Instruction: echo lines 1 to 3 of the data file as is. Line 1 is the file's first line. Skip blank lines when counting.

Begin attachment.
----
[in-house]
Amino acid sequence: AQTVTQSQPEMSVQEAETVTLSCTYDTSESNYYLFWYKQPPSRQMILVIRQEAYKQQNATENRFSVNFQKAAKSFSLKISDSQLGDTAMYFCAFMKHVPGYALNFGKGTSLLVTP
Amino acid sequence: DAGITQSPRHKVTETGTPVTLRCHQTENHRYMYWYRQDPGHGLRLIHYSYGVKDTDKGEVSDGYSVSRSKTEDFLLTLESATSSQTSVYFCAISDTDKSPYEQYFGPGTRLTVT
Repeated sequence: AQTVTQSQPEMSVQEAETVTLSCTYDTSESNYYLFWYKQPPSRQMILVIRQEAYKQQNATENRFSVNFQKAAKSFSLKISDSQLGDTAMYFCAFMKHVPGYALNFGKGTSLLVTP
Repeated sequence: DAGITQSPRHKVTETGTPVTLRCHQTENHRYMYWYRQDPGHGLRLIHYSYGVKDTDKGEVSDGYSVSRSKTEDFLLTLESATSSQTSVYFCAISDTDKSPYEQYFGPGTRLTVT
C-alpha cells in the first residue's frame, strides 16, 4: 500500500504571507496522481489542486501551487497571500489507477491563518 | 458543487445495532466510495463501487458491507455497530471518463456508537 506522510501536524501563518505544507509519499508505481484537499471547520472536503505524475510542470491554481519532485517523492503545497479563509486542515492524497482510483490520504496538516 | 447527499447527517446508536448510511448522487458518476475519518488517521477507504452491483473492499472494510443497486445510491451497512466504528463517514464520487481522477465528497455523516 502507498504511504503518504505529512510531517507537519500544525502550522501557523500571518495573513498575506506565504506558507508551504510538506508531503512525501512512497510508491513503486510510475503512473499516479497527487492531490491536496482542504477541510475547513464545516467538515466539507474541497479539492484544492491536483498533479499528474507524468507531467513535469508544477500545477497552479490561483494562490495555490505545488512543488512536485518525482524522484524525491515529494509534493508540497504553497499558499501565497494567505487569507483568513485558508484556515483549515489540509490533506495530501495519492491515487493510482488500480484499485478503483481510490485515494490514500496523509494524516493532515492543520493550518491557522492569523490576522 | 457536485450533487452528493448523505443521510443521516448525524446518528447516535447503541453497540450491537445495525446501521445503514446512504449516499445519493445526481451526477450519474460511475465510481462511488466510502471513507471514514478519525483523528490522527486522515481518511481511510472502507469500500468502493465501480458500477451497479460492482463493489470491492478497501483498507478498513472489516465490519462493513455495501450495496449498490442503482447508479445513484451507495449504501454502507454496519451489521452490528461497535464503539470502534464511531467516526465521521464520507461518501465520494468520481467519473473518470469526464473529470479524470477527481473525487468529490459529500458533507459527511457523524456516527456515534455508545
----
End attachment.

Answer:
[in-house]
Amino acid sequence: AQTVTQSQPEMSVQEAETVTLSCTYDTSESNYYLFWYKQPPSRQMILVIRQEAYKQQNATENRFSVNFQKAAKSFSLKISDSQLGDTAMYFCAFMKHVPGYALNFGKGTSLLVTP
Amino acid sequence: DAGITQSPRHKVTETGTPVTLRCHQTENHRYMYWYRQDPGHGLRLIHYSYGVKDTDKGEVSDGYSVSRSKTEDFLLTLESATSSQTSVYFCAISDTDKSPYEQYFGPGTRLTVT